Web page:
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I hope this thread is allowed. Based upon my previous topic, which turned out to be the exact opposite of what I needed to accomplish, I have a few questions.

I have a 240W 24V Supply: https://www.us.tdk-lambda.com/ftp/Specs/dpp120-240.pdf

I have a coil with a 750W turn on rating and a 5W hold in rating: http://www.kvc.com.my/EnterpriseChannel/SharedResources/Datasheet/0/?ProductId=1000066755&Filename=SCHNEIDER-LX4-FH024.pdf

The device will also be used for some sensitive equipment, so I want to be safe and not allow too much voltage fluctuation.

50ms (closing time) * 30A= 1.5C (Thanks @DaveTweed) To be safe, 1.5C/4V= 375,000uF

What voltage rating? I've read to derate 2-3x.. for a .4F 50V cap and above, I'm looking at $1-200 per capacitor. Am I playing it way too safe with these numbers, or is this really what I need?

Ok, so if my above power supply uses a forward folding method of current limiting, do I need to use a resistor/thermistor to ensure the capacitor itself doesn't overdraw my supply after it's emptied? I will probably have at minimum a minute of time for the cap to recharge.

As far as wiring, since there are other items in my circuit, I want the capacitor in parallel with my coil rather than directly off my supply, correct? If I were to need a thermistor/resistor would that be in series with the + side of the coil, prior to the capacitor?

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  • \$\begingroup\$ You won't need to derate that much : 25V would be dangerously close but 35V would have enough margin. Alternatively, and for a good deal less money, consider trickle charging a couple of SLA (lead acid) batteries off 24V and powering the contactors from them. \$\endgroup\$ – Brian Drummond Aug 27 '15 at 10:34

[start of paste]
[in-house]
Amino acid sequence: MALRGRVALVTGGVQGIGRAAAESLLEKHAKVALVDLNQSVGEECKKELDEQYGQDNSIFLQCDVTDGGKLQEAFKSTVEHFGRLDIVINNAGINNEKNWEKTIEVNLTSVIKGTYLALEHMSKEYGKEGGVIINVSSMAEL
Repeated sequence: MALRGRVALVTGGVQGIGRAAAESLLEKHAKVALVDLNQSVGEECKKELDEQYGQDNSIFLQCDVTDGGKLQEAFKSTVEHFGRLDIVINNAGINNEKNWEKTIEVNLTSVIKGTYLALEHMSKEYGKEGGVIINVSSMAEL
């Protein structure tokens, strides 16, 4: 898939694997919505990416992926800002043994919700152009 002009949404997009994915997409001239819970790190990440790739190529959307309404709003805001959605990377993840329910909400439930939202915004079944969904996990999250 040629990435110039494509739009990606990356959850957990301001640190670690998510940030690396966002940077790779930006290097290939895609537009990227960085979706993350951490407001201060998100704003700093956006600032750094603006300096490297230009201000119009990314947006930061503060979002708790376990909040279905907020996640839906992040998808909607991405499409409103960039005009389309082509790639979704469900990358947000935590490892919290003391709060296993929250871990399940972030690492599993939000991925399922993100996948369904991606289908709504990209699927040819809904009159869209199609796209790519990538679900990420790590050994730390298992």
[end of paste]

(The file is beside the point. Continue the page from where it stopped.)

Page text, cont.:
• \$\begingroup\$ So at first I was going to put the capacitor straight across the contactor, which I realize doesn't make any sense as the capacitor will not charge when the control relay is off, which is when it should be charging. i.imgur.com/SRv9YPb.png So I'd put the return side straight to ground so the contactor is released but the capacitor can charge. i.imgur.com/LQRPc7L.png Will this also eliminate the potential for reverse current induced by the contactor releasing, or can that still potentially be an issue? \$\endgroup\$ – C.J. C Aug 27 '15 at 21:11
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This sounds expensive but it will work. If your 24Vdc supply is REGULATED which most are these days then your caps could be at a lower voltage rating . As long as the WORKING voltage rating exceeds the 24v psu then you are OK .I suggest 35volt caps which will save you money.The reason I said caps and not cap is that I suggest you use several in parallel.Paralell caps will cost even less and lower values are easier to find.Also the total ESR will be lower meaning that normal electros could be used saving more money.When you experiment with your caps yopu will find that you will get away with significantly less than the previously stated 375 millifarad.I think 375 millifarad is a sensible starting value.Once you have established your minimum total capacitance then upfactor it for aging temp ,tolerances.Doubling it would give peace of mind.If you want to know if its pulled in properly or not then on the fly inductance measurements work well because the inductance change is large and hence easy to detect reliably.

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    \$\begingroup\$ Thank you. Price is of no concern. Durability and stable voltage/current is most important. \$\endgroup\$ – C.J. C Aug 27 '15 at 1:02
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Why not taking 1kW power supply? 50msec is serious time. And the capacitance you mention is serious capacitance, you can't just charge it by turning on the power supply, because you have to limit the current.

On the other hand, the difference of two orders of magnitude is strange. Are you sure it's 750W and 5W?

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  • \$\begingroup\$ Ok, after looking at datasheet, i would argue you can reduce the capacitance by three times at least. \$\endgroup\$ – Gregory Kornblum Sep 26 '15 at 8:44

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